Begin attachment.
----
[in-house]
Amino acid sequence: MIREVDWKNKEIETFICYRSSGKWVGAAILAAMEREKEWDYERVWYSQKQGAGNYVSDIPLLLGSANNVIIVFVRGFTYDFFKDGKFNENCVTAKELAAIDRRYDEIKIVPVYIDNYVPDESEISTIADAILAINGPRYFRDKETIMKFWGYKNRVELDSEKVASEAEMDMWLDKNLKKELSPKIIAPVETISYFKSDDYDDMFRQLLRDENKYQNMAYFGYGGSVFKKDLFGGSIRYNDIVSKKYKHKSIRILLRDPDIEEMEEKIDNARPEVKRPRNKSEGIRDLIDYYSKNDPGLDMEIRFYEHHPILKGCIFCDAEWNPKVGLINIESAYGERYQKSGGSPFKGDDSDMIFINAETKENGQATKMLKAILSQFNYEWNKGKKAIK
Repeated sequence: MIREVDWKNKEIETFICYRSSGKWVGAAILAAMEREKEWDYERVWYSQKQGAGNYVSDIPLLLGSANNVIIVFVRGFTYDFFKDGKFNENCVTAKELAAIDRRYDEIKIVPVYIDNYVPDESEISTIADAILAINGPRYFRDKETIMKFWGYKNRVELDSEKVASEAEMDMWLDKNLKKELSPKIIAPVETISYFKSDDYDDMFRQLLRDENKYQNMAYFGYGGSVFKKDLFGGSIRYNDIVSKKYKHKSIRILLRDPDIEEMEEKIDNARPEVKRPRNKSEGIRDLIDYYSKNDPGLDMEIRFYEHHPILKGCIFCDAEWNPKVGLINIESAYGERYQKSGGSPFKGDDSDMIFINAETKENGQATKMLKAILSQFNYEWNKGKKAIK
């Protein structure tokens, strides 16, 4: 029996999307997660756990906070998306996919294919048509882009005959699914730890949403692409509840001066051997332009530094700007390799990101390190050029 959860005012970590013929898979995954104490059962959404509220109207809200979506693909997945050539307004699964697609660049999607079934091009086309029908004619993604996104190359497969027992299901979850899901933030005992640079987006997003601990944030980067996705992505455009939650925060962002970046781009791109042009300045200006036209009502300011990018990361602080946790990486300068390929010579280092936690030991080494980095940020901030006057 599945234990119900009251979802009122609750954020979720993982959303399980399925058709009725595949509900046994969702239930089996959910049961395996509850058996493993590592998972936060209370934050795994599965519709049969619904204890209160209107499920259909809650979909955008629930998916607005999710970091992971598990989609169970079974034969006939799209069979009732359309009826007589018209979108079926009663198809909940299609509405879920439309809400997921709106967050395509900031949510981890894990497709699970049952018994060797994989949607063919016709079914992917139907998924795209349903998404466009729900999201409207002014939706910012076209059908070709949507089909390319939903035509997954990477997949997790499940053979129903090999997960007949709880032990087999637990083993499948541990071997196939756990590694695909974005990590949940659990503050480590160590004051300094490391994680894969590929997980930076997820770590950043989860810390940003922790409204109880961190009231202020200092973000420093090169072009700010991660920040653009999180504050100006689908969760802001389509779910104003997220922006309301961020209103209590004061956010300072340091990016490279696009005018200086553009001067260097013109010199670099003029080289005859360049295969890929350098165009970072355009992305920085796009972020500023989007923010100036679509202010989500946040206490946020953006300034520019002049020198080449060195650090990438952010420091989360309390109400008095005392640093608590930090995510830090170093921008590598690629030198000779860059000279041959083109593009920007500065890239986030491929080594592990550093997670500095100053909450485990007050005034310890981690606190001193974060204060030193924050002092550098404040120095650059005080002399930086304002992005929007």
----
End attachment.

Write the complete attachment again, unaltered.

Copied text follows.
[in-house]
Amino acid sequence: MIREVDWKNKEIETFICYRSSGKWVGAAILAAMEREKEWDYERVWYSQKQGAGNYVSDIPLLLGSANNVIIVFVRGFTYDFFKDGKFNENCVTAKELAAIDRRYDEIKIVPVYIDNYVPDESEISTIADAILAINGPRYFRDKETIMKFWGYKNRVELDSEKVASEAEMDMWLDKNLKKELSPKIIAPVETISYFKSDDYDDMFRQLLRDENKYQNMAYFGYGGSVFKKDLFGGSIRYNDIVSKKYKHKSIRILLRDPDIEEMEEKIDNARPEVKRPRNKSEGIRDLIDYYSKNDPGLDMEIRFYEHHPILKGCIFCDAEWNPKVGLINIESAYGERYQKSGGSPFKGDDSDMIFINAETKENGQATKMLKAILSQFNYEWNKGKKAIK
Repeated sequence: MIREVDWKNKEIETFICYRSSGKWVGAAILAAMEREKEWDYERVWYSQKQGAGNYVSDIPLLLGSANNVIIVFVRGFTYDFFKDGKFNENCVTAKELAAIDRRYDEIKIVPVYIDNYVPDESEISTIADAILAINGPRYFRDKETIMKFWGYKNRVELDSEKVASEAEMDMWLDKNLKKELSPKIIAPVETISYFKSDDYDDMFRQLLRDENKYQNMAYFGYGGSVFKKDLFGGSIRYNDIVSKKYKHKSIRILLRDPDIEEMEEKIDNARPEVKRPRNKSEGIRDLIDYYSKNDPGLDMEIRFYEHHPILKGCIFCDAEWNPKVGLINIESAYGERYQKSGGSPFKGDDSDMIFINAETKENGQATKMLKAILSQFNYEWNKGKKAIK
């Protein structure tokens, strides 16, 4: 029996999307997660756990906070998306996919294919048509882009005959699914730890949403692409509840001066051997332009530094700007390799990101390190050029 959860005012970590013929898979995954104490059962959404509220109207809200979506693909997945050539307004699964697609660049999607079934091009086309029908004619993604996104190359497969027992299901979850899901933030005992640079987006997003601990944030980067996705992505455009939650925060962002970046781009791109042009300045200006036209009502300011990018990361602080946790990486300068390929010579280092936690030991080494980095940020901030006057 599945234990119900009251979802009122609750954020979720993982959303399980399925058709009725595949509900046994969702239930089996959910049961395996509850058996493993590592998972936060209370934050795994599965519709049969619904204890209160209107499920259909809650979909955008629930998916607005999710970091992971598990989609169970079974034969006939799209069979009732359309009826007589018209979108079926009663198809909940299609509405879920439309809400997921709106967050395509900031949510981890894990497709699970049952018994060797994989949607063919016709079914992917139907998924795209349903998404466009729900999201409207002014939706910012076209059908070709949507089909390319939903035509997954990477997949997790499940053979129903090999997960007949709880032990087999637990083993499948541990071997196939756990590694695909974005990590949940659990503050480590160590004051300094490391994680894969590929997980930076997820770590950043989860810390940003922790409204109880961190009231202020200092973000420093090169072009700010991660920040653009999180504050100006689908969760802001389509779910104003997220922006309301961020209103209590004061956010300072340091990016490279696009005018200086553009001067260097013109010199670099003029080289005859360049295969890929350098165009970072355009992305920085796009972020500023989007923010100036679509202010989500946040206490946020953006300034520019002049020198080449060195650090990438952010420091989360309390109400008095005392640093608590930090995510830090170093921008590598690629030198000779860059000279041959083109593009920007500065890239986030491929080594592990550093997670500095100053909450485990007050005034310890981690606190001193974060204060030193924050002092550098404040120095650059005080002399930086304002992005929007």